One example of an industry that is especially focused on maintaining privacy for its audience is healthcare. A critical focus for healthcare organizations that want to empower patients and maintain trust is data management. “Their audience needs to find important information very quickly, ranging anywhere from ‘Does my insurance cover this?’ to ‘How can I schedule an appointment?’ or ‘Where’s the closest clinic to me?’ It’s a huge landscape that requires an in-depth, 360-degree view of the customer journey,” Andy said. Despite the need to know so much about their customers, these organizations still need to be especially careful about respecting the privacy of each person and always keep in mind data security when dealing with marketing technology that regularly gathers personal information.
An emerging technology Andy believes will help empower companies to activate their data is customer data platforms (CDPs). “A CDP is useful both for activating important data and making it actionable to the rest of the marketing technology stack as well as back-end tools. A CDP also acts as an important gateway as far as privacy goes.” One major advantage of these platforms is that they offer customers agency over how their data is used. “CDPs have the ability to centralize individual preferences and offer data control. Individuals should be able to request that their data is removed from the system and it should be able to be implemented at the CDP level,” Andy said.
Strategic Wins the Race
Adapting to any new channel or platform isn’t an instant success story. Digital transformation starts with understanding people before technology. Any organization looking to enact robust, resilient changes to its operations needs to focus first on strategy and alignment among leadership. “You need to get key stakeholders to establish a north star vision for the business and understand their responsibility before you can drill down into implementation and activate that data,” Andy said. “Once you have a few core pillars to rally around, you can build your internal expertise, identify gaps and go after problems as they arise. Then you’ll know the tools you’re going to need.”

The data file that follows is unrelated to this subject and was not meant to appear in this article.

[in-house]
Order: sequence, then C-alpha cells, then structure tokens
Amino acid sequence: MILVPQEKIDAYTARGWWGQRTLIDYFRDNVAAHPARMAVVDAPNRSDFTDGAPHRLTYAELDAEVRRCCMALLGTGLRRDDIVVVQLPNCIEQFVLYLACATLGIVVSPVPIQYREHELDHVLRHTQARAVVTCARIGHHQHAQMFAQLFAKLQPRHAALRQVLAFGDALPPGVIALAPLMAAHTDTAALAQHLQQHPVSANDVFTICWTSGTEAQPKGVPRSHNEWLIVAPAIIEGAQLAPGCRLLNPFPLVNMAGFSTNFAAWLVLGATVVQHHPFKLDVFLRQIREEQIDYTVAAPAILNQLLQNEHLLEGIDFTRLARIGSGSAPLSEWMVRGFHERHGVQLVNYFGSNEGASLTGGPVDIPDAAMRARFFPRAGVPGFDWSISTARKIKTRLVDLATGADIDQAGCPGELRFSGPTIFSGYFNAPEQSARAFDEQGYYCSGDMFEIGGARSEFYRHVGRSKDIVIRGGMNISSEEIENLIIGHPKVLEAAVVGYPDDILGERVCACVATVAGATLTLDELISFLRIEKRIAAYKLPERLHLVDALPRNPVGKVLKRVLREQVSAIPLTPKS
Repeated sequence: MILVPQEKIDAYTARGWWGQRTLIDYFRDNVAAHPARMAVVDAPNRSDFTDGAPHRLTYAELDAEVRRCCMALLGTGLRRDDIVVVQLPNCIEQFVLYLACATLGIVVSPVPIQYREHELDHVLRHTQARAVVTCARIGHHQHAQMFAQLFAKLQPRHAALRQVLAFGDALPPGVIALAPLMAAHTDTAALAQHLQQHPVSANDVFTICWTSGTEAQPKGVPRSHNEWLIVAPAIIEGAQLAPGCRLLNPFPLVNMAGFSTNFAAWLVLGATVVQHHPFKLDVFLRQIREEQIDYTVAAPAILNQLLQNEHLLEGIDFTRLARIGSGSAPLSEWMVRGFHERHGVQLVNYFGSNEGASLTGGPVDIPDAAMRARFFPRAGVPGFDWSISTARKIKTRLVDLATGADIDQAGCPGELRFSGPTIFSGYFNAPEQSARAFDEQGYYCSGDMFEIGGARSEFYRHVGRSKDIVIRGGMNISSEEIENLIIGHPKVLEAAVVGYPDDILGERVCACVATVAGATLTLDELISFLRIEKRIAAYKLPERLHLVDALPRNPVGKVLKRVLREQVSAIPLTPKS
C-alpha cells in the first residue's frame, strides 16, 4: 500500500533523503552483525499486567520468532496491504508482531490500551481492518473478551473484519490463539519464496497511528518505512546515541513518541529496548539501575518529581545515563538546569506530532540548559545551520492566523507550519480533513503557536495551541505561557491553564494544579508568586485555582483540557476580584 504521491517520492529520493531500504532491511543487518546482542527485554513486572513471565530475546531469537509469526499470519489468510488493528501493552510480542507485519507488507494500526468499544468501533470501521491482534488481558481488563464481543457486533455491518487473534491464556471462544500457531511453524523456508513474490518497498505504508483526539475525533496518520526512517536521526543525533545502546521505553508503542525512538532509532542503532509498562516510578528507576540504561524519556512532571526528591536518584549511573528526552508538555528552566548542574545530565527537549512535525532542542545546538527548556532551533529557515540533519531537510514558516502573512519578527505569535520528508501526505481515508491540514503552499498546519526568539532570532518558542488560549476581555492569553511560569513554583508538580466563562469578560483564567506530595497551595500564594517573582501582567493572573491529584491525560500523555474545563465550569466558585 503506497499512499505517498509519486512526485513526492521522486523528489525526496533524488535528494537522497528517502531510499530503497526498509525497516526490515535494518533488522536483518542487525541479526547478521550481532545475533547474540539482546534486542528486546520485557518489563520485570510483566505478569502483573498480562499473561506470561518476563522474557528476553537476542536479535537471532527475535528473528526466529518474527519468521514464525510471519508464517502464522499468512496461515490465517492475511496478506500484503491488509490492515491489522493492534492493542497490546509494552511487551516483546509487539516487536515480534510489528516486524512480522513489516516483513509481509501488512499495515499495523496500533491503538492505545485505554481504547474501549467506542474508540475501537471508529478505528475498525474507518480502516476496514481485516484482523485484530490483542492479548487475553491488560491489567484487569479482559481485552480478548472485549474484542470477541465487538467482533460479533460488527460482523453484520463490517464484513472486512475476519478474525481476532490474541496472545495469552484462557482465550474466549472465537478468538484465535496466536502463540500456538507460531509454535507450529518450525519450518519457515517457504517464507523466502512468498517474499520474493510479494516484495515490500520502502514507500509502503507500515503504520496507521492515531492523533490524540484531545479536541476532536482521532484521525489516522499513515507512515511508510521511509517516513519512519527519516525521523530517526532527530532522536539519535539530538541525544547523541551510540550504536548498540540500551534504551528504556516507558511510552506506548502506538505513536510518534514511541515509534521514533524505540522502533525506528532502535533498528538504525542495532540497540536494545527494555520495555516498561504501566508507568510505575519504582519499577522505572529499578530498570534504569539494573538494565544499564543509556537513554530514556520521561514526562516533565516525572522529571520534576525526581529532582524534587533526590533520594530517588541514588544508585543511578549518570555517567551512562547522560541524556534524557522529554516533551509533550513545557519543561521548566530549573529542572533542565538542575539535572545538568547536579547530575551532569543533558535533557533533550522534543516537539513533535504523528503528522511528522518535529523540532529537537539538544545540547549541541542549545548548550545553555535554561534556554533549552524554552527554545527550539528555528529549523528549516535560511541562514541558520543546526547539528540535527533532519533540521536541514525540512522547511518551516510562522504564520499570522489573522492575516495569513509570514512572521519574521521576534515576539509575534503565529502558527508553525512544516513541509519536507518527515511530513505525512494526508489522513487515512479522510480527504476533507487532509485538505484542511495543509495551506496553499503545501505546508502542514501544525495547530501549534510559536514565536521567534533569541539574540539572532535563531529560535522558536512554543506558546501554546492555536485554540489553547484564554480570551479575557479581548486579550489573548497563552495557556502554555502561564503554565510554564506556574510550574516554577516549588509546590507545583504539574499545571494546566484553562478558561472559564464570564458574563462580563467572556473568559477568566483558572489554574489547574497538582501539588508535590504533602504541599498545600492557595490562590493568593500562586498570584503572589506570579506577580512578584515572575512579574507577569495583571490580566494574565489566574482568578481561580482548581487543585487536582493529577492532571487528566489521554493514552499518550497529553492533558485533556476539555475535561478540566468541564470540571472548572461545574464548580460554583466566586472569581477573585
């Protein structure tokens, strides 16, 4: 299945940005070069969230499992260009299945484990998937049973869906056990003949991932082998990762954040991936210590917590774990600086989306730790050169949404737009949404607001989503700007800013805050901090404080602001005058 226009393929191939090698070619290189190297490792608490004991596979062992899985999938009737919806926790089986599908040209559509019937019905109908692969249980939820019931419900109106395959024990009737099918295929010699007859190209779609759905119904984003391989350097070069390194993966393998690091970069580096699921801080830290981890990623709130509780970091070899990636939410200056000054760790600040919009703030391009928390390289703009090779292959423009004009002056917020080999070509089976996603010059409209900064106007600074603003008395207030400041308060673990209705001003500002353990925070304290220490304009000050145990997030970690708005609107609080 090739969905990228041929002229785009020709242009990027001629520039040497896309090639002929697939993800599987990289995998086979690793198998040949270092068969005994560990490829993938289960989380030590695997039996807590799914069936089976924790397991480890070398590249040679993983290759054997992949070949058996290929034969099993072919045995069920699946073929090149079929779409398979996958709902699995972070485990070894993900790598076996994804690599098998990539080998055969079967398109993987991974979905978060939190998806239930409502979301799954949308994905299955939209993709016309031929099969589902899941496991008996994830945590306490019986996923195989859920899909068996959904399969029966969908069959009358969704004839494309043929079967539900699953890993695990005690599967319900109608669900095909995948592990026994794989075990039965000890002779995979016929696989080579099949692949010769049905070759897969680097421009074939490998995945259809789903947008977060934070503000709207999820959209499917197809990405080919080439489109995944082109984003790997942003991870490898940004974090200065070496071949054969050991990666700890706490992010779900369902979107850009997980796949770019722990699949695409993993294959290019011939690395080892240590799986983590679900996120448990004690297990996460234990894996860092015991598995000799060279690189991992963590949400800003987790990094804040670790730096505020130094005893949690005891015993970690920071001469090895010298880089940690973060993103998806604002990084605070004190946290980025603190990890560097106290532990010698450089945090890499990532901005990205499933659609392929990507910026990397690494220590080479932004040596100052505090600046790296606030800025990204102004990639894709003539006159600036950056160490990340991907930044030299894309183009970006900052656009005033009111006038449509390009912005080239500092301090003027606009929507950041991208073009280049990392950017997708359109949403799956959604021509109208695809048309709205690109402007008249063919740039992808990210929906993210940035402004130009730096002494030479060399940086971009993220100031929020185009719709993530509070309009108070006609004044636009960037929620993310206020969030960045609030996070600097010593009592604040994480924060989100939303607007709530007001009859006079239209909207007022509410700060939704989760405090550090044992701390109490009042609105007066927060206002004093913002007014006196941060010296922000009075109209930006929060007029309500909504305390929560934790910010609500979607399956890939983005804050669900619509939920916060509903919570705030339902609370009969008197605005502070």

Today’s expansive martech landscape presents endless options for marketers to choose from. That means the real differentiator isn’t in what tech is available--it’s choosing your technology wisely. “It’s easy to get lost in this constantly growing landscape of tools unless you stay focused on your end user and what they really need,” Andy said. For example, working with a public healthcare provider, they faced the challenge of performing critical services for a large population without the same budget and access to resources as a traditionally private business. Andy said that in cases like this, the client needs to invest smartly and strategically to figure out how to meet the needs of their diverse user base. “We can’t just throw tools at things. We have to think strategically and respect the customer both online and in-person.”
Long-term results depend on understanding integration and how each kind of marketing technology works together. In an industry so focused on speed-to-market and instant results, Slalom’s own digital publication The Slowdown focuses on “contemplating things in a world obsessed with speed.” Consultants serve as digital architects first by mapping out a plan and helping clients “slow down to go fast.” Andy and his team believe in the idea that for clients to win in the future they first need to understand the present. By paying attention to the data and results of the present, they can build a holistic view of the customer and understand what they should try next. “Our industry moves fast, the web moves fast, and I don't think anybody's going to tell you to stop and have a five-year plan before you take the first step. But where we see companies fail is by gobbling up tools without a defined purpose. You need an overarching plan to get that 360-degree view of the customer and manage their journey from end to end.”